A lot has changed in the past few centuries. The balance of power has shifted from Europe to the West, and increasingly to the East. An international body has been created to settle disputes between nations, and economics has surpassed outright warfare and colonialism as a country’s primary means to acquire necessary resources.
Although these are great progressive steps, not all is well in all parts of the world. Some countries are still committing heinous acts of savagery against their own people. Entire ethnic groups are being jailed for being born. War, of course, still ravages parts of the world. Humanity has learned a lot along the way, though, and that’s a small victory.
Some countries learned a lot by doing, and although they might be at peace now, some of them have some terrifying histories.
Merry old England may be the land of Fish and Chips and a trip to the pub today, but at one time in its history, it was the largest empire in the world, sprawling across the globe in an effort to further enrich itself and keep the Empire running. To do that required both carrots and sticks, often in some far flung places of the world that still feel its effects.
The British Empire held colonies for hundreds of years, taking their material and mineral wealth to continue holding those colonies. It amplified the transatlantic slave trade, purposely heightened famines in places like Ireland and India, and violent put down any opposition when colonies rose up to expel them, and even helped pioneer the concept of concentration camps in what is today South Africa.
When we think of Spain today, we probably think of Spanish wines, bullfights and eating paella along broad Catalan avenues, but the good old days of Spanish history weren’t so good. Catholic Spain had been at war with Muslim armies for centuries, so conquest was kinda what they knew when they arrived in the New World. Some 14.-2.3 million people were killed through forced labor and conquest at the hands of Spanish conquerors.
On top of all that the Spanish Inquisition violent sought to root out heresy among the population, employing torture and extrajudicial killings as a means to ensure Catholic dominance. In the 20th Century, the rise of Francisco Franco only fueled more violence as the crusade against non-Catholic religion gave way to a crusade against communism, using the wholesale slaughter of Spanish villages as a means of intimidation.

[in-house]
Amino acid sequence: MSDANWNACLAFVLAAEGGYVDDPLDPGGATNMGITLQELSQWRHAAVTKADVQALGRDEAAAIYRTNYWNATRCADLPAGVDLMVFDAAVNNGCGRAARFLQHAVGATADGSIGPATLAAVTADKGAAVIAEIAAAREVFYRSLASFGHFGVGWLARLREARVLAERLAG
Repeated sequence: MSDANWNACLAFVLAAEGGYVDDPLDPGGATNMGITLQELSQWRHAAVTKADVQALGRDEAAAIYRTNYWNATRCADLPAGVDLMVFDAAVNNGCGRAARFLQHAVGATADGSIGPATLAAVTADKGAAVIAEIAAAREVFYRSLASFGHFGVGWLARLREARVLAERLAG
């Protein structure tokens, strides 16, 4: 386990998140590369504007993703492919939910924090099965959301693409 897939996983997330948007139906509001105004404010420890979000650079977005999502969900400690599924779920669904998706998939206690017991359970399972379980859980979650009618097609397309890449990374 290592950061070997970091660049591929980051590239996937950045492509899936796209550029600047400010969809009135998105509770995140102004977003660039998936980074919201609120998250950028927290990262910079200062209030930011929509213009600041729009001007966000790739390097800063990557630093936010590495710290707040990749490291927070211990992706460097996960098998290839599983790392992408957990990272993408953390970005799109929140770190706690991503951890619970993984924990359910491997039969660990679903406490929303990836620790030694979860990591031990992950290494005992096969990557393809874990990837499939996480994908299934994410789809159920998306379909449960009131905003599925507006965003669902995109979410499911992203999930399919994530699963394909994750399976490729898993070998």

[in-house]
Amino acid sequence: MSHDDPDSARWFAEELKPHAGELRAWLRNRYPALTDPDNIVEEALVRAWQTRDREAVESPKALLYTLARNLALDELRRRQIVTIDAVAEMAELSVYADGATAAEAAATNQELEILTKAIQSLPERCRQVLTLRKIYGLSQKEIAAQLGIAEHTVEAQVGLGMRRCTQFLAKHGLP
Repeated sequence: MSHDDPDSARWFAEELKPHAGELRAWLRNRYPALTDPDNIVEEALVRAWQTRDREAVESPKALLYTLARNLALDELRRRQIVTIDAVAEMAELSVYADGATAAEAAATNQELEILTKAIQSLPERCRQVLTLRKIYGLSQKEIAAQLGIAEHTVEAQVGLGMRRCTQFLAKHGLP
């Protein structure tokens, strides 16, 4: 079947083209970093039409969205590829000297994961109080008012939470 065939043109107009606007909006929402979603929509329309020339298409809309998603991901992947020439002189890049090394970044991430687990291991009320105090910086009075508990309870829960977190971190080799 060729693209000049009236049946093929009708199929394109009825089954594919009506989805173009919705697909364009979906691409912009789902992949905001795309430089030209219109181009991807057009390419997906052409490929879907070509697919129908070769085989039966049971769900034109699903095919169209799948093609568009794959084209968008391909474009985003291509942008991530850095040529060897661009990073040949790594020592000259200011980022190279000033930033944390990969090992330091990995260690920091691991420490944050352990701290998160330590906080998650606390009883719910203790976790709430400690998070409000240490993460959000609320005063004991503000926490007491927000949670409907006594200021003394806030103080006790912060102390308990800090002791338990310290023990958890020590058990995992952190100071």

The surreal beauty of this Eastern European post-Soviet country underlies one of the darkest pasts in world history. After World War II, the former monarchy became a Soviet satellite state. For the first few decades of Communist rule, as many as 100,000 people became victims of Stalinist purges, land reforms and internal strife. Things weren’t all rainbows and roses before that.
One of Romania’s most famous leaders was none other than Vlad Tepes, Vlad The Impaler, Count Dracula himself. And Vlad earned his nickname, putting almost anyone who opposed him on a spike, whether they were Romanian or not. In one story, Vlad keeps the Ottoman Turks from invading Transylvania by creating a forest of captured enemy soldiers on spikes.
Today’s Japanese culture might seem cute and fun, filled with images of anime and sushi, but the Japan of just 70 years ago was a much more serious place. During the Imperial period of the 1800s and early 1900s, just failing to do your job well could be a serious risk to your health, not to mention the atrocities committed against non-Japanese people in times of war.
But even before words like “kamikaze” became commonplace around the world, Japan was a tough place to be, with strict codes of behavior and even more strict punishments for violating those codes. Japanese samurai who failed to live up to their oaths were expected to disembowel themselves with a dagger.
While Belgium today is the seat of power for the European Union and the North Atlantic Treaty Organization (NATO), it wasn’t always the centerpiece of European civilization. On its face it wore the veneer of regal peacefulness, but in the 1800s, it kept a deep, dark secret. King Leopold I of Belgium was widely regarded as a just ruler – unless you lived in the Congo.
A country whose population was the personal possession of King Leopold, Congo was a hell for those who lived there. Along with the usual brutality colonization can bring, the entire country was enslaved and forced to collect rubber to enrich Leopold’s coffers, and the penalties for failing to make quotas usually involved slicing off hands. Since a bounty was offered for the hands of Congolese workers, sometimes they lost their hands for no reason at all.